Like a replay of the 1960s, 15 black students marched into the dean's office at the Antioch School of Law in Northwest Washington yesterday morning and announced they were taking over.
They were mad, the students said, because Antioch officials had refused to respond to the 11 demands they had handed school officials on Wednesday: no tuition increase, a faculty, administration and staff that is 70 percent black [to match the population of the District], the firing of the academic dean, and eight other complaints.
But unlike many of the tumultuous campus protests of the 1960s, this one ended quickly and quietly: The student protesters, members of the Black American Law Students Association, took no hostages, wrecked no furniture, destroyed no files. Instead, they walked out of Acting Dean J. Joseph Meng's office after 5-1/2 hours, agreeing to negotiate the demands on Monday. m
"Short for a sit-in," Meng tersely observed of the takeover, recalling the numerous times his office was commandeered in the late 1960s while he was an administrator at the City University of New York.
Antioch Law School is a division of Antioch University in Yellow Springs, Ohio -- long known in American higher education circles as a bastion of student protest.
Moreover, the Antioch Law School has experienced almost constant turmoil this year, starting with the firing in mid-January of the school's founders, Edgar and Jean Camper Cahn, in a dispute over whether they had to send the law school's financial receipts to the central university treasury in Ohio.
The law school is the nation's foremost practioner of a clinical legal education, where law students routinely assist their professors in representing clients. But the Legal Services Corp., which provides the annual $420,720 grant for the legal clinic operations, has been threatening to cut off the aid in a dispute over who has the ultimate authority over the school -- the Yellow Springs administration or the local law school governing board.
The protesters barricaded themselves in a wing of administrative offices in an Antioch building at 2633 16th St. NW, after first allowing F. William Ling, Antioch's dean for administration and management, and his secretary to leave. There were no other officials in the offices when the takeover occurred.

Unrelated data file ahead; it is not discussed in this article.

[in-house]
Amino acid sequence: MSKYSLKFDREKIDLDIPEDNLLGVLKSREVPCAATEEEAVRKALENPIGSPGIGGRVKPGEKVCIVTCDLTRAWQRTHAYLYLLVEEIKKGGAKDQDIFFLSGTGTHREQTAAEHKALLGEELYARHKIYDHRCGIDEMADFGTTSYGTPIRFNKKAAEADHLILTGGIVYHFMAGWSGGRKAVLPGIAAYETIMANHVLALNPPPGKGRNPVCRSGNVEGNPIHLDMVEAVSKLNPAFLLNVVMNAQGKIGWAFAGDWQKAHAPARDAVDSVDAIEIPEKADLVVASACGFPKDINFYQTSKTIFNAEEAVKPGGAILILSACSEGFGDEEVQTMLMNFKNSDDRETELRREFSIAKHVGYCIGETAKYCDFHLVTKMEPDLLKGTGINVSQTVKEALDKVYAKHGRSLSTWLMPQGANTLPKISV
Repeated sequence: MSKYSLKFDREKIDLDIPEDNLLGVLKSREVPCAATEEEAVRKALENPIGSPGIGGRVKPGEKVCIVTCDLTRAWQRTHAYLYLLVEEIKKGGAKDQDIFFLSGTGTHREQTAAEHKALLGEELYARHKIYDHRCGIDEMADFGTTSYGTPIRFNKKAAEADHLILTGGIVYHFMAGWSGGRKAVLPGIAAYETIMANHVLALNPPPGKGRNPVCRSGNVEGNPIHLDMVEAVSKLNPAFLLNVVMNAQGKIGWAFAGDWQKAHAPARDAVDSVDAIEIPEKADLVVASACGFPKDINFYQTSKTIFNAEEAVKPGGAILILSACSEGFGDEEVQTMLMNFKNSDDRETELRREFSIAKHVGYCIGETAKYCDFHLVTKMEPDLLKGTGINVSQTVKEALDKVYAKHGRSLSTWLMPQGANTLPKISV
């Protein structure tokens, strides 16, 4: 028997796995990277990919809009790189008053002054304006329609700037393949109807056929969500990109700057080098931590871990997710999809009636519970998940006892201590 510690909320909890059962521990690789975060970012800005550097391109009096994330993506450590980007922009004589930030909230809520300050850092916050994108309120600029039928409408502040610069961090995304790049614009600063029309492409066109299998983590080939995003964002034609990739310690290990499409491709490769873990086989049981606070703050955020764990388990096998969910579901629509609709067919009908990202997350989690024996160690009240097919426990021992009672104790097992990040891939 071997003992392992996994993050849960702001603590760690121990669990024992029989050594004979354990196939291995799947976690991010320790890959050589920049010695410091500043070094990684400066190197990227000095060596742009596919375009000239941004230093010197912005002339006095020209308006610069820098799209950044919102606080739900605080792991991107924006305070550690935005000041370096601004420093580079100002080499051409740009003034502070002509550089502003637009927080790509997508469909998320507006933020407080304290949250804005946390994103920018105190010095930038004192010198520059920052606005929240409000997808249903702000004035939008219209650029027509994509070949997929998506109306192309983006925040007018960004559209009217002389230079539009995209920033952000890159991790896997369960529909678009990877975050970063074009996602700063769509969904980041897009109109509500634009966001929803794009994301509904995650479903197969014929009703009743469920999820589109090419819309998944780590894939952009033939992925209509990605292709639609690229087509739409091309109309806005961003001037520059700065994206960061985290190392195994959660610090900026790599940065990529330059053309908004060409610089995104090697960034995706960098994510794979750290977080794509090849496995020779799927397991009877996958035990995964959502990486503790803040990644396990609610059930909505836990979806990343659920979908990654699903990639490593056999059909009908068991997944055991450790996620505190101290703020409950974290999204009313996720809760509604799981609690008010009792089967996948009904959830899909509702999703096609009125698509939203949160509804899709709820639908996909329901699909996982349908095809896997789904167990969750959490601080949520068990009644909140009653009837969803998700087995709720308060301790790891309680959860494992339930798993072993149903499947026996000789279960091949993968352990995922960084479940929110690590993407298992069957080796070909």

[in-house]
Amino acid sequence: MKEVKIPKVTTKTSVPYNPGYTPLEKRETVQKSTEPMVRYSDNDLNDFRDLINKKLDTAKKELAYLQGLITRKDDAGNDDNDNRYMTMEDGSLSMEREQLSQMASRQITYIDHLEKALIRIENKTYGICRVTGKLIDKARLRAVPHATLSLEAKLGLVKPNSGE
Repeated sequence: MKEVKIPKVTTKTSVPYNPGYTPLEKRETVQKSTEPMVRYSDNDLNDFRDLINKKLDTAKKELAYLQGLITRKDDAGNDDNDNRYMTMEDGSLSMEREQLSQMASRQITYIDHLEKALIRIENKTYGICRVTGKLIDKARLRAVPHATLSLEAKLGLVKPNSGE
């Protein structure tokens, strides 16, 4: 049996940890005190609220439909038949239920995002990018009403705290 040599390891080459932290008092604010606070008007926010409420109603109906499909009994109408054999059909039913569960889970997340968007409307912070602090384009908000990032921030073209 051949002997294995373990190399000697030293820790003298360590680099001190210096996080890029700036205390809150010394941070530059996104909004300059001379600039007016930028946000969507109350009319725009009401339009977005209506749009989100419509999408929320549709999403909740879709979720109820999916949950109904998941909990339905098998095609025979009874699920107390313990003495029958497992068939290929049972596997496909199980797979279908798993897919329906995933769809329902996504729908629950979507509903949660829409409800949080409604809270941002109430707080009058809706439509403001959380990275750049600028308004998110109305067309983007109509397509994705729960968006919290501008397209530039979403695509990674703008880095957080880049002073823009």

Merceria Ludgood, 27, a second-year law student and chairperson of the black students' group, acted as the spokeswoman for the demonstrators outside Meng's locked office and refused to allow anyone to talk to those barricaded inside.
She said the demands of the school's 98 black students -- there are 422 students enrolled at Antioch -- grew out of their frustration in dealing with an administration that they say is unsympathic to the needs of black students. It does not prepare them to represent the school's mostly poor and mostly black legal clients, the students say.
But the protest this week was generated by recurring acts of vandalism at the school in which racial epithets -- it was "nigger" and "coon" last Monday -- have been sprayed in red paint on school and office walls.
"We felt the writing on the wall was just a symptom of a deeper kind of racism that was now beginning to take control of the law school," Ludgood said.
"We're saying we've seen a decline in the aggressive recruitment of minority students and faculty," she said.
She declined to release the full list of student demands, although Meng did. After receiving them Wednesday, the dean released a statement Thursday, saying the administration "unequivocally condemns the attack on Antioch's black community represented by the foul graffiti." At the same time, he pledged that the university "is absolutely committed to maintaining a high level of minority enrollment here."
But Meng did not respond point by point to the black students' demands.
As a result, the students took over his office to force a showdown.
Meng said in an interview that "there's no way" the school can accommodate the demand for a black faculty and administration that would reflect the District's ratio of 70 percent black population. Three of 15 current faculty members and one of four top administrators are black.
The school has proposed increasing the annual tuition from $3,990 to $4,500 starting next September. "I don't see how the place can run without a tuition increase," Meng said.